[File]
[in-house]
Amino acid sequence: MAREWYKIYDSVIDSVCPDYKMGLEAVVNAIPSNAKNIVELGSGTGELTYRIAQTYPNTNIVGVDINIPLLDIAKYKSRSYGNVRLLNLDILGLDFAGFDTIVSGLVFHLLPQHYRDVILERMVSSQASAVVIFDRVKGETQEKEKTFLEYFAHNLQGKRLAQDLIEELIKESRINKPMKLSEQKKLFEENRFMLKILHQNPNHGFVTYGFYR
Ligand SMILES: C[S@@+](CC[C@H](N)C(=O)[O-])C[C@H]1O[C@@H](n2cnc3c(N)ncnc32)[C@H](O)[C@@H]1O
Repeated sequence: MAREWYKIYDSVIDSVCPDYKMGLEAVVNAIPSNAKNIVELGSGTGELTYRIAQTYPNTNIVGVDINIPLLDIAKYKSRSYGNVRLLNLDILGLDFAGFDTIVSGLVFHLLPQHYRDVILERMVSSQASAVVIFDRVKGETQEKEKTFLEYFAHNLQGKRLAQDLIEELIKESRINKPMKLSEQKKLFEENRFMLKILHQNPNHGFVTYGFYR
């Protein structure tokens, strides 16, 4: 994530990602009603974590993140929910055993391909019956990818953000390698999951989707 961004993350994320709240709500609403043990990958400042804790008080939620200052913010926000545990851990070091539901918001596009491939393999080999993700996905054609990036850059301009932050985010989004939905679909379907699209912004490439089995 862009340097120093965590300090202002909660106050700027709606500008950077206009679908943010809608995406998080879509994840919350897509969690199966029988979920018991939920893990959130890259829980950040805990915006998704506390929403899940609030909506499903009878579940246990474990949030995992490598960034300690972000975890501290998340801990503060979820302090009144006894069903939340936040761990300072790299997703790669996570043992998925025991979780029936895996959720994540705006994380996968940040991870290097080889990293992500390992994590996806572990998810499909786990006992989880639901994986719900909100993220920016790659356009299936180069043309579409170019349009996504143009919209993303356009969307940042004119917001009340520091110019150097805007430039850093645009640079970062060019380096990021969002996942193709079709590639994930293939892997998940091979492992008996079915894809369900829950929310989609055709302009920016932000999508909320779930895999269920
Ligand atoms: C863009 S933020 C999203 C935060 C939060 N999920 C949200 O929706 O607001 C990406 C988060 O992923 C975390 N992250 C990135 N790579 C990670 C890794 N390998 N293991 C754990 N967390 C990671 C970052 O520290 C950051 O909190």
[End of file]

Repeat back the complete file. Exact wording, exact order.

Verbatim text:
[in-house]
Amino acid sequence: MAREWYKIYDSVIDSVCPDYKMGLEAVVNAIPSNAKNIVELGSGTGELTYRIAQTYPNTNIVGVDINIPLLDIAKYKSRSYGNVRLLNLDILGLDFAGFDTIVSGLVFHLLPQHYRDVILERMVSSQASAVVIFDRVKGETQEKEKTFLEYFAHNLQGKRLAQDLIEELIKESRINKPMKLSEQKKLFEENRFMLKILHQNPNHGFVTYGFYR
Ligand SMILES: C[S@@+](CC[C@H](N)C(=O)[O-])C[C@H]1O[C@@H](n2cnc3c(N)ncnc32)[C@H](O)[C@@H]1O
Repeated sequence: MAREWYKIYDSVIDSVCPDYKMGLEAVVNAIPSNAKNIVELGSGTGELTYRIAQTYPNTNIVGVDINIPLLDIAKYKSRSYGNVRLLNLDILGLDFAGFDTIVSGLVFHLLPQHYRDVILERMVSSQASAVVIFDRVKGETQEKEKTFLEYFAHNLQGKRLAQDLIEELIKESRINKPMKLSEQKKLFEENRFMLKILHQNPNHGFVTYGFYR
């Protein structure tokens, strides 16, 4: 994530990602009603974590993140929910055993391909019956990818953000390698999951989707 961004993350994320709240709500609403043990990958400042804790008080939620200052913010926000545990851990070091539901918001596009491939393999080999993700996905054609990036850059301009932050985010989004939905679909379907699209912004490439089995 862009340097120093965590300090202002909660106050700027709606500008950077206009679908943010809608995406998080879509994840919350897509969690199966029988979920018991939920893990959130890259829980950040805990915006998704506390929403899940609030909506499903009878579940246990474990949030995992490598960034300690972000975890501290998340801990503060979820302090009144006894069903939340936040761990300072790299997703790669996570043992998925025991979780029936895996959720994540705006994380996968940040991870290097080889990293992500390992994590996806572990998810499909786990006992989880639901994986719900909100993220920016790659356009299936180069043309579409170019349009996504143009919209993303356009969307940042004119917001009340520091110019150097805007430039850093645009640079970062060019380096990021969002996942193709079709590639994930293939892997998940091979492992008996079915894809369900829950929310989609055709302009920016932000999508909320779930895999269920
Ligand atoms: C863009 S933020 C999203 C935060 C939060 N999920 C949200 O929706 O607001 C990406 C988060 O992923 C975390 N992250 C990135 N790579 C990670 C890794 N390998 N293991 C754990 N967390 C990671 C970052 O520290 C950051 O909190």